“A man should pray to have right desires, before he prays
to have his desires fulfilled.” Plato (Jowett, 1875)
In her study of adolescent girls’ experience of sexual desire, Deborah L. Tolman reports how 30 normal adolescent girls were typically reluctant or unable to describe their own sexual desire. Half of the subjects the author invited to participate in the study declined the invitation (1).
A 17-year-old girl reports that her first sexual experience wasn’t planned but “just happened.” She says “He was kissing me,” not “We were kissing,” or “I was kissing him.” Some of the girls seem very confused, or perhaps they were deliberately trying to deceive the interviewer. One girl was asked if she felt sad, and with tears rolling down her face she replied “Umm…I don’t know.” Another girl reports “Well, I don’t really know what I’m thinking.”
The author interprets the girls’ statements as evidence that they are uncomfortable about the subject of sexual desire and need guidance. Ms. Tolman says many things that no reasonable person can dispute:
1. Sexuality is important throughout life and sexual desire is life-sustaining.
2. There is a strong cultural taboo against girls having and expressing sexual desire.
3. Young girls are capable (theoretically) of strong sexual desire.
4. Girls are morally entitled to experience sexual pleasure no less than boys.
5. Girls are being cruelly cheated by traditional beliefs and rules about what is “proper” for girls.
A girl is expected to appear seductive: she is supposed to stimulate a boy’s sexual desire, but she isn’t supposed to have any sexual desire of her own. Good girls are only supposed to desire emotional relationships. Good girls are desexualized and disembodied. Rarely does a young girl admit: “I want to have sex.” A girl saying that publicly is considered pornography.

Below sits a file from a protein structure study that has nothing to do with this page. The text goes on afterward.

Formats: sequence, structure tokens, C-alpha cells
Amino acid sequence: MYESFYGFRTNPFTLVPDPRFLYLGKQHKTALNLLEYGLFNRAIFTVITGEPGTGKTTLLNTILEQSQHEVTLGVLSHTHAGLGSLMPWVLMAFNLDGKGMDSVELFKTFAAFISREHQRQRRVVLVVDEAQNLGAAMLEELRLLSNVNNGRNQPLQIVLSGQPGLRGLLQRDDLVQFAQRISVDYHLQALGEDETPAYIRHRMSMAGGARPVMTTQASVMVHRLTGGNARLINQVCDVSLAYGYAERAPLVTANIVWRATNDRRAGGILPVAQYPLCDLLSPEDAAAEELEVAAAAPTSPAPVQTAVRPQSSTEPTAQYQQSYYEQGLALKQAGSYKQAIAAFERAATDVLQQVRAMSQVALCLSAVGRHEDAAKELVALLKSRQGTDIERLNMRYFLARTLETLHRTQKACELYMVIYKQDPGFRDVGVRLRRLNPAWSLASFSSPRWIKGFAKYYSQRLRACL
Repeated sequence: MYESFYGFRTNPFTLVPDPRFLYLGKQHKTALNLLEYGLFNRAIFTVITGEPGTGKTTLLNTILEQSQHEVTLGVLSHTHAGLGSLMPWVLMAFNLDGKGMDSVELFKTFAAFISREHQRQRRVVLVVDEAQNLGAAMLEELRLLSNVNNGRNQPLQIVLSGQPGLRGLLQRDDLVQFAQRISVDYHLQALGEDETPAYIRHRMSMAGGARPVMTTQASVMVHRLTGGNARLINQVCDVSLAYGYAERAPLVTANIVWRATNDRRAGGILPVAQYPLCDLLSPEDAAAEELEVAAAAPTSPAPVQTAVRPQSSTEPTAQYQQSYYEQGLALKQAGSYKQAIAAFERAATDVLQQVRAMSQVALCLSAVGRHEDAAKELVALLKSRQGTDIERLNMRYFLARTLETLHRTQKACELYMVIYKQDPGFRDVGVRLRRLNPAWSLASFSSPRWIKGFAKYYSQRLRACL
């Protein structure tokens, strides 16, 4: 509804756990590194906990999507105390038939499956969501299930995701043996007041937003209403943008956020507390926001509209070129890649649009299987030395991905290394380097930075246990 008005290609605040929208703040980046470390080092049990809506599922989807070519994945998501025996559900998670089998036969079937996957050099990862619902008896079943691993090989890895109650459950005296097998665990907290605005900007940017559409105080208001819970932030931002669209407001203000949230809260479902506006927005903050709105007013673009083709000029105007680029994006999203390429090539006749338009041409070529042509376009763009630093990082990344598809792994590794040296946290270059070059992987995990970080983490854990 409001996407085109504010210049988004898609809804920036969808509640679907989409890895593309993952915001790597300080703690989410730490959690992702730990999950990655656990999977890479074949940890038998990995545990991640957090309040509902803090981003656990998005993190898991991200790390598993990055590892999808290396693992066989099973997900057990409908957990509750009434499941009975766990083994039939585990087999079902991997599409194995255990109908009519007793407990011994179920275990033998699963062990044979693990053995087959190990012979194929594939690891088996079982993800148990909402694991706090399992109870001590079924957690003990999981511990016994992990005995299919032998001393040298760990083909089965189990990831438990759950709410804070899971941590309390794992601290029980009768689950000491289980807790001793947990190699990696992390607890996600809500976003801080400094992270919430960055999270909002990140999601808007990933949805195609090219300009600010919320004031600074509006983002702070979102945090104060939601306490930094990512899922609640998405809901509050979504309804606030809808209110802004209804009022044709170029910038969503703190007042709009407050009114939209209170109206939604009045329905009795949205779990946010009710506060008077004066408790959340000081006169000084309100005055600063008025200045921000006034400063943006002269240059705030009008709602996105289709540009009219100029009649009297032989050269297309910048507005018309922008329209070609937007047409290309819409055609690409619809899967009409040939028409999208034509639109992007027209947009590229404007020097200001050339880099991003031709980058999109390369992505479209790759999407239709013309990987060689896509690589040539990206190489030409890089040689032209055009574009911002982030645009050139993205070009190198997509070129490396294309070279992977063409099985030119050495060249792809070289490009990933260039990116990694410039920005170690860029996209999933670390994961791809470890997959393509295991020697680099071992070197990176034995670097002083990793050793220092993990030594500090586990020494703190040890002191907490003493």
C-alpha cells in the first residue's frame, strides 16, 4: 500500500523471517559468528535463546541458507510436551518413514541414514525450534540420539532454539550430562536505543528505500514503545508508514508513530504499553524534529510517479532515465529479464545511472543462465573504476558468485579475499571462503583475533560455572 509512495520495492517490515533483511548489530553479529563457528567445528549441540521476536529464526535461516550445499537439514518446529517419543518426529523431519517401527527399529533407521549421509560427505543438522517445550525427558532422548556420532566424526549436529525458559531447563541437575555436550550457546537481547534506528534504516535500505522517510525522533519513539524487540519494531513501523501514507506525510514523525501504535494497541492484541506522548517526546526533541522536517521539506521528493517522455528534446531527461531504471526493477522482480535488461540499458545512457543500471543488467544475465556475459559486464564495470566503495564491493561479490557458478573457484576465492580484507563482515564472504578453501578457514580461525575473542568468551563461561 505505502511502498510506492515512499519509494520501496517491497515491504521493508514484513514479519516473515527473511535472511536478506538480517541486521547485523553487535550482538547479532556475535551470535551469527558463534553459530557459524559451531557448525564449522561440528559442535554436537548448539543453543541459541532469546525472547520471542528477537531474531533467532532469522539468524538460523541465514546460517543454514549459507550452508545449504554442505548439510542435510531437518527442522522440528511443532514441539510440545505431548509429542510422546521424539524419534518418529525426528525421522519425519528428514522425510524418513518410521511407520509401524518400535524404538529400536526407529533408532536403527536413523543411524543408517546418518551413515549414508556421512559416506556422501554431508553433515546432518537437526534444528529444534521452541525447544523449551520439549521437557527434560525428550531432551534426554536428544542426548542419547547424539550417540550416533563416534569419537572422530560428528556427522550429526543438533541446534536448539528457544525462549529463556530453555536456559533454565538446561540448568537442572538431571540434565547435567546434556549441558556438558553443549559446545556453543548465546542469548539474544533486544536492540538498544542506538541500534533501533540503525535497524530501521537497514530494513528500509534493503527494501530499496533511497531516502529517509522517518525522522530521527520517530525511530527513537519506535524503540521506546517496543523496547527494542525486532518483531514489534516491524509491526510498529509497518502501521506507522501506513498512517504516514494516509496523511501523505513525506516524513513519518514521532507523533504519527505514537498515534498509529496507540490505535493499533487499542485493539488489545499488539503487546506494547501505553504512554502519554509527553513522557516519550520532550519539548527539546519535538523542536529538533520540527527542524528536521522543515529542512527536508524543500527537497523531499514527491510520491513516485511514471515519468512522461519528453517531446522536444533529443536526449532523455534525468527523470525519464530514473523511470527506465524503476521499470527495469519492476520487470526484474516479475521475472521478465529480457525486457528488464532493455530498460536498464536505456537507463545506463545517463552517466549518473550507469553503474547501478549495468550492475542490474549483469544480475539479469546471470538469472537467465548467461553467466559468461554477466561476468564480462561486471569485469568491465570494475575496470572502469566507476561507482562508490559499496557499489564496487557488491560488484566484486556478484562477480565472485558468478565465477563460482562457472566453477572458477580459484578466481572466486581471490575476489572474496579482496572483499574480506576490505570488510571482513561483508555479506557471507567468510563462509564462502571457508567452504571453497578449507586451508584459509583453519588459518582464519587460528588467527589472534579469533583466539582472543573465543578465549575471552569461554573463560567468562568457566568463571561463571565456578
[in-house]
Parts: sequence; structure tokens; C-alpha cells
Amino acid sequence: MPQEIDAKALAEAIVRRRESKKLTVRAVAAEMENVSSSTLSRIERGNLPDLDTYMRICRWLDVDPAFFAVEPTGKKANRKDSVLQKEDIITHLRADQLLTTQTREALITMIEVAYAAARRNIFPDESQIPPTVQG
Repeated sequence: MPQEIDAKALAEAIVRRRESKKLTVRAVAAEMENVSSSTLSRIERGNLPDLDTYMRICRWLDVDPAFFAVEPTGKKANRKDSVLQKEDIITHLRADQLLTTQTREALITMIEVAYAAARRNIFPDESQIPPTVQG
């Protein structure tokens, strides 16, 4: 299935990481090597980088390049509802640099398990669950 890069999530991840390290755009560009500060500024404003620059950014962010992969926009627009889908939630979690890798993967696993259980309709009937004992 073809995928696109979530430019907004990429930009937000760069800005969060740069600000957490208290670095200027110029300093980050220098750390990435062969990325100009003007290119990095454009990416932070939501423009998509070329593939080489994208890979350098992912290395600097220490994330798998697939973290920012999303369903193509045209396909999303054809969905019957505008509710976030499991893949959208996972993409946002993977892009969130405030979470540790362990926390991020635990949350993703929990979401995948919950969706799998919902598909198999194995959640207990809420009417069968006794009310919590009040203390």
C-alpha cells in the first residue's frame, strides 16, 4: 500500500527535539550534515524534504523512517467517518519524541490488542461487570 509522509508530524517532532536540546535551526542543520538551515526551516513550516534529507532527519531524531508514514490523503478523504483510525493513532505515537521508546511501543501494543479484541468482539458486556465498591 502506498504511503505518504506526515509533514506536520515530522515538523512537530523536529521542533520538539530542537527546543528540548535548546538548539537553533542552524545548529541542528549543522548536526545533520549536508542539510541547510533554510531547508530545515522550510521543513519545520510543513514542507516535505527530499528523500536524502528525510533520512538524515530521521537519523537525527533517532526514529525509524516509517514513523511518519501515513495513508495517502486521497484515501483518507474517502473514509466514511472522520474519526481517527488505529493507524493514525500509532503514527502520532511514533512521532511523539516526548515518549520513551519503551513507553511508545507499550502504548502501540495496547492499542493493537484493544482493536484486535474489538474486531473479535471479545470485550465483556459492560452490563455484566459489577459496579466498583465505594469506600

Some adults claim they merely want to “protect” girls from the risk of negative outcomes. But the author notes if that were true then girls would be encouraged to engage in self-masturbation or mutual masturbation to avoid infectious disease and unplanned pregnancy. In reality female sexual desire itself is popularly considered the monstrous “danger.”
Amazingly, none of the girls in the book ever mentions the clitoris or clitoral erection, and neither does the author call attention to that glaring omission. The girls do frequently report faking sexual pleasure. The author says that some of the girls have “silent bodies,” but she avoids discussing the possibility that many of the girls may actually be sexually dysfunctional and lack sexual desire. Some of the sexually active girls admit they don’t have orgasms, and wonder what an orgasm would feel like. One girl says: “It’s not easy…to have one.” Another girl says genital intercourse is sometimes “very boring.”
A girl who considers herself a lesbian usually keeps her sexual desire (which she calls “being excited”) a secret. When she finally has a chance to feel and express sexual desire with someone who is uninhibited, she laments that “it’s not even that exciting.” The author doesn’t consider the possibility that this girl is sexually dysfunctional; the author avoids the obvious and instead offers the non-explanation: it’s “so difficult to play out her feelings authentically.”
One girl says sexual desire is “all in my head…my body has nothing to do with it.” I begin to wonder if Ms. Tolman, herself, has ever felt sexual desire, when she says here’s one girl who really knows how to describe it: the girl says she feels “really hot, like, my temperature is really, really hot…And my body would like have, I would like have a feeling going up my spine.” That’s the strangest kind of “sexual desire” I’ve ever heard of!
When girls deny sexual desire the author is skeptical of their sincerity, and she says they are reluctant to admit they feel sexual desire. But the author doesn’t consider the opposite possibility: when some girls claim they do feel sexual desire, they may be lying and trying to cover up that their genital organs are dysfunctional.